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Rotated Conical Sections

Date: 07/15/99 at 10:30:25
From: Gregory Leigh
Subject: Rotated Conical Sections

I'd like to consider myself fully proficient in "straight" conics, 
however when it comes to that blasted XY term, I get stuck. I know and 
understand the rotation formulas used to find the angle of rotation, 
however do not know how to find the focus, directrix, latus rectum, 
etc. with such a rotated conic. I would like to know how to do this so 
as to add it to a program I am creating.

Date: 07/15/99 at 13:39:52
From: Doctor Rob
Subject: Re: Rotated Conical Sections

The equations rotating axes to make the conic axes parallel to the
new coordinate axes are:

   X = x*cos(t) + y*sin(t)
   Y = -x*sin(t) + y*cos(t)

   x = X*cos(t) - Y*sin(t)
   y = X*sin(t) + Y*cos(t)

Start with your equation in terms of x and y. Determine the angle of 
rotation t needed. Substitute for x and y using the second set of 
equations above, expand, and simplify. That should give you an 
equation without an X*Y term. Put the result into standard form. 
Compute (or read off) the parts you are interested in, using the
XY-coordinate system. If you want a dimensionless quantity, like the 
eccentricity, or a length, like the latus rectum, these are the same 
in any coordinate system, so you are done. If you want some quantity 
which depends on the coordinate system, like a vertex, take its 
XY-coordinates and use the same second set of equations above to 
compute its xy-coordinates. Do the same for any object where you have 
an equation in X and Y: substitute for X and Y their equals from the 
first set of equations above to transform it into an equation in terms 
of x and y.

Example:  Find all parts of the ellipse

   x^2 + x*y + y^2 - 7*x + 2*y + 4 = 0.

It turn out the angle here is t = -Pi/4, and the transforming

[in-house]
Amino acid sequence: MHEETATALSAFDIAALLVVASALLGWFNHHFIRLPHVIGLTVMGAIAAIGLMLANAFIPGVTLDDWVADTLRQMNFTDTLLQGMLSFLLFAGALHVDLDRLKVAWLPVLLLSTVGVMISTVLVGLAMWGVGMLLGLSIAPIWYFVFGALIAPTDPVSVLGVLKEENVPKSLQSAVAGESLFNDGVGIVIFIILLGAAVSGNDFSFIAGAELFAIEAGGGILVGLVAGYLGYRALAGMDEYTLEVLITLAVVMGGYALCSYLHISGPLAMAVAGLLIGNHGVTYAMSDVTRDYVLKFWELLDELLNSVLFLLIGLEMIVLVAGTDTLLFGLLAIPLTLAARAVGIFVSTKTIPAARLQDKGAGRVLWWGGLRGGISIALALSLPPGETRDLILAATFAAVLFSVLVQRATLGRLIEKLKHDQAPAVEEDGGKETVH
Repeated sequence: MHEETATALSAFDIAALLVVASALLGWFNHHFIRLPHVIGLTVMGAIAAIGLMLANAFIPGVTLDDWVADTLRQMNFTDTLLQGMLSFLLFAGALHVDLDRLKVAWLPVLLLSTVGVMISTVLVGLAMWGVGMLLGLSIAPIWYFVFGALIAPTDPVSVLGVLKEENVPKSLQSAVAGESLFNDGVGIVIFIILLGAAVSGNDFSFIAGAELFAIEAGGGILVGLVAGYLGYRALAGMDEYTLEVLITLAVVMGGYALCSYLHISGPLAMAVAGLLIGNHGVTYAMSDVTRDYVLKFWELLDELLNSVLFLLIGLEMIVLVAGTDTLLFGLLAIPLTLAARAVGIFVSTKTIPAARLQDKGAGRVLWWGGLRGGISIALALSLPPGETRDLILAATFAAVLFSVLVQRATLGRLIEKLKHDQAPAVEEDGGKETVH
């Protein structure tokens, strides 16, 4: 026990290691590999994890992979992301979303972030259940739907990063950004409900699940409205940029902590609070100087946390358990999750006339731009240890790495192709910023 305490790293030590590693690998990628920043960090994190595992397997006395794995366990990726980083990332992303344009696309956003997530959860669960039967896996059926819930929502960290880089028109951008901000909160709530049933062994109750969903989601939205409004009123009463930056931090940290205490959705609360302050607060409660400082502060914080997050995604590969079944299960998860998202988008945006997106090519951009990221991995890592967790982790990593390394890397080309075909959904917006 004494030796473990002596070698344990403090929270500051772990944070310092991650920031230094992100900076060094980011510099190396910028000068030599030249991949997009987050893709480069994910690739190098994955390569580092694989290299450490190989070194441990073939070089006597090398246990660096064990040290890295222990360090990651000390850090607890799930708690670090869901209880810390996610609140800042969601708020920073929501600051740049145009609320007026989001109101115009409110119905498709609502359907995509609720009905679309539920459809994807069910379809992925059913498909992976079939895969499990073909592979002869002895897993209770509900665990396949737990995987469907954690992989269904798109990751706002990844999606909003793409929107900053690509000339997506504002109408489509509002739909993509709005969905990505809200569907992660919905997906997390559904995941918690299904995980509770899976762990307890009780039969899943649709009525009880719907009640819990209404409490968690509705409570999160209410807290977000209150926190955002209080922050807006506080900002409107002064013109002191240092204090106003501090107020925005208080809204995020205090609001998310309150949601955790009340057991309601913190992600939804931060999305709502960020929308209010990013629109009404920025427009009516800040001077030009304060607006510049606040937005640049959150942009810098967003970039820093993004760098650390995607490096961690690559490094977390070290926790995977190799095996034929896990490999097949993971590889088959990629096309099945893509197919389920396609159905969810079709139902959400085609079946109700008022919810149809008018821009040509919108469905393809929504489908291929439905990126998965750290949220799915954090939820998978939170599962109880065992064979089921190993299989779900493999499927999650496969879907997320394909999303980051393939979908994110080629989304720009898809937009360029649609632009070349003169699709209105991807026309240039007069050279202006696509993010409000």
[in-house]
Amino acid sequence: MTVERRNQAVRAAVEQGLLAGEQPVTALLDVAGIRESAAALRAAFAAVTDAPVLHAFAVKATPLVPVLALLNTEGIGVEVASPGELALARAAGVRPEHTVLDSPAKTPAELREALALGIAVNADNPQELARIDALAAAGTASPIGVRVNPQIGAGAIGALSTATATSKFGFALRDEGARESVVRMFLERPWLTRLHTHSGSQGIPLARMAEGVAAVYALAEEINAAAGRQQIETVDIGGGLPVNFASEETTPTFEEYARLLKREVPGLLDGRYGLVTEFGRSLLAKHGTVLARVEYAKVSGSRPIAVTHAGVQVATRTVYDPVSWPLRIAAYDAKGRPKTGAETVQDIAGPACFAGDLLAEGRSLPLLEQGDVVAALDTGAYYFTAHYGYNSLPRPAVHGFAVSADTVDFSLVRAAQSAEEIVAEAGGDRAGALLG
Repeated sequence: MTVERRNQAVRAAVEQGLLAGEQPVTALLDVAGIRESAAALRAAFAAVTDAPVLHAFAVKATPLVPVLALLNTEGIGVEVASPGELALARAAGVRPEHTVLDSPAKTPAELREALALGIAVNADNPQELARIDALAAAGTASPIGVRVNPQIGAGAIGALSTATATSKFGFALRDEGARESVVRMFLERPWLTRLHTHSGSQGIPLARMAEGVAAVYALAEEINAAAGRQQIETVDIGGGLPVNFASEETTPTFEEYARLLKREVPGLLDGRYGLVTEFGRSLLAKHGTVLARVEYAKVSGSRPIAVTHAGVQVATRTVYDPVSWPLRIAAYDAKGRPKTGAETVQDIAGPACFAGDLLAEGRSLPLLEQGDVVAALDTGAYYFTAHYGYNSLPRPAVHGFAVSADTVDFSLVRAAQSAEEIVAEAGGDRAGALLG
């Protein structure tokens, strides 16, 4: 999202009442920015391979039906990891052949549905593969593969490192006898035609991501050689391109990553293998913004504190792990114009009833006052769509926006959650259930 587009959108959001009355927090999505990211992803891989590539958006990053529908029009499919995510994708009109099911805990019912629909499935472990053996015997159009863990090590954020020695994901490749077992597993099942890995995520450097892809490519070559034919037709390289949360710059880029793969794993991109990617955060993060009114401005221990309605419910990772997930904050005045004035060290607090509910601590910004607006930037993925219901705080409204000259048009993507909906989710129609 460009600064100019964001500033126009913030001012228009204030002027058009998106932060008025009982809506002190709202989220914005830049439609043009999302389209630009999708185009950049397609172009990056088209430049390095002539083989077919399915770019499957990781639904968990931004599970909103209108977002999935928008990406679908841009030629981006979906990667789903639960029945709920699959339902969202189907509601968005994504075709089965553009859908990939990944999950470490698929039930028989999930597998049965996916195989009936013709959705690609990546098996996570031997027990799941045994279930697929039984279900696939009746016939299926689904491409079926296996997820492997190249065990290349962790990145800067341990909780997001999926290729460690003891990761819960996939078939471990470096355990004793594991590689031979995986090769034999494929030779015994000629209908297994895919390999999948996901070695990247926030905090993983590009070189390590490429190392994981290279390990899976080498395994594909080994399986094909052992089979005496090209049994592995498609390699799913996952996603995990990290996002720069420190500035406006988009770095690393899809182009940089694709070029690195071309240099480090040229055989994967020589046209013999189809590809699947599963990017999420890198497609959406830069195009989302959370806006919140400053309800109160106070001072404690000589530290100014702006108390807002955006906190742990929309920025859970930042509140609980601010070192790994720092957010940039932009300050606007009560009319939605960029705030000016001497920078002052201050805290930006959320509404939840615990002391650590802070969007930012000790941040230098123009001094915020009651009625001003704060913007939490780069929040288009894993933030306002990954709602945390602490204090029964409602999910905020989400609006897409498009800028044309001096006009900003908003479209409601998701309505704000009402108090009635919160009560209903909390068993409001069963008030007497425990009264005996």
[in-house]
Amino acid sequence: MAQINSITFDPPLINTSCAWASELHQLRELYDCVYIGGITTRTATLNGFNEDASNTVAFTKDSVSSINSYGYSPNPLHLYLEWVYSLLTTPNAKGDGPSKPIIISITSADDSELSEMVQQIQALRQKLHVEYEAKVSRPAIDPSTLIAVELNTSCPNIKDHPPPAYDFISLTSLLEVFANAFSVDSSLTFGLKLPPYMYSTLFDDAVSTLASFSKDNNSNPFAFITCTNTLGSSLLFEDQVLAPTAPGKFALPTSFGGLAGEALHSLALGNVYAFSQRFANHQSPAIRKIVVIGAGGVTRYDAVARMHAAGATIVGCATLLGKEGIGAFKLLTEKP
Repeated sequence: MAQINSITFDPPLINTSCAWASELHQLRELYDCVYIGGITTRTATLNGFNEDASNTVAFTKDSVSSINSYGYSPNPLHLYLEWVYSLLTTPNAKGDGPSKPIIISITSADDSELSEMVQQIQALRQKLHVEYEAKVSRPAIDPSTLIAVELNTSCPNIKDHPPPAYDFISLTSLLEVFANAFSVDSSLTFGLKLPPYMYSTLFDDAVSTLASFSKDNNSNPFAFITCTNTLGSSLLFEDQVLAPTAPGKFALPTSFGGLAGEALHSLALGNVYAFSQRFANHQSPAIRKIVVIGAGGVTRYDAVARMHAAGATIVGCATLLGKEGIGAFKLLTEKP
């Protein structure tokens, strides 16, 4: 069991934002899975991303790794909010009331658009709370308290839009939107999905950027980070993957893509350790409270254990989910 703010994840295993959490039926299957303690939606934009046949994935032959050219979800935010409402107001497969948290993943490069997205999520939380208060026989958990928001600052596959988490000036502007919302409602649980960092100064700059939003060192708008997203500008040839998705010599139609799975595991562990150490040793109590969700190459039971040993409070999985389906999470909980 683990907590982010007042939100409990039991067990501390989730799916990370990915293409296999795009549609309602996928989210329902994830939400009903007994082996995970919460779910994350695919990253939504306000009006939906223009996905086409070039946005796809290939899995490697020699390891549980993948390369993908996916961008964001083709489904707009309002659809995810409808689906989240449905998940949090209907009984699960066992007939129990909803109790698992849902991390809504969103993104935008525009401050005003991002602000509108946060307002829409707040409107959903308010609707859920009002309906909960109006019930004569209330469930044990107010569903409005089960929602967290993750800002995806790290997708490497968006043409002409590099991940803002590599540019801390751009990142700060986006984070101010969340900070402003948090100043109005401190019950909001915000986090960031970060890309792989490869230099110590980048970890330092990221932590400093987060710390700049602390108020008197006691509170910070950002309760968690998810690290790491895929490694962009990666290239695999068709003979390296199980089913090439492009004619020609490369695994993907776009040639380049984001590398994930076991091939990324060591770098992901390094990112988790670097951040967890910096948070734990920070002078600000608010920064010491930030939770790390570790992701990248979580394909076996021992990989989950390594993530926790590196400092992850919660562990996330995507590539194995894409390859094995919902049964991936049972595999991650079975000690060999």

equations are

   X = x*sqrt(2)/2 - y*sqrt(2)/2
   Y = x*sqrt(2)/2 + y*sqrt(2)/2

   x = X*sqrt(2)/2 + Y*sqrt(2)/2
   y = -X*sqrt(2)/2 + Y*sqrt(2)/2

Substituting and simplifying, I got the equation

   [X-5*sqrt(2)/2)]^2/18 + [Y-3*sqrt(2)/2]^2/6 = 1

This has center (X,Y) = (5*sqrt(2)/2,3*sqrt(2)/2), semi-minor axis
b = sqrt(6), semi-major axis a = sqrt(18) = 3*sqrt(2), and 
eccentricity e = sqrt(6)/3. The vertices are at

   (11*sqrt(2)/2,3*sqrt(2)/2) and

The foci are at (2*sqrt(3) + 5*sqrt(2)/2,3*sqrt(2)/2) and
(-2*sqrt(3) + 5*sqrt(2)/2,3*sqrt(2)/2).

The directrices are

   X = 5*sqrt(2)/2 + 3*sqrt(3) and
   X = 5*sqrt(2)/2 - 3*sqrt(3).

The length of the latus rectum is 2*sqrt(2).  Back in the 
xy-coordinate system, you find that the center is at

   x = 5*sqrt(2)/2*sqrt(2)/2 + 3*sqrt(2)/2*sqrt(2)/2,
     = 5/2 + 3/2 = 4,
   y = -5*sqrt(2)/2*sqrt(2)/2 + 3*sqrt(2)/2*sqrt(2)/2,
     = -5/2 + 3/2 = -1,

so the center is (x,y) = (4,-1).  You can do similarly for the foci
and vertices. The directrices are

   x*sqrt(2)/2 + y*sqrt(2)/2 = 5*sqrt(2)/2 + 3*sqrt(3),
   x + y = 5 + 3*sqrt(6),


   x + y = 5 - 3*sqrt(6).

Get the idea?

- Doctor Rob, The Math Forum
Associated Topics:
College Euclidean Geometry

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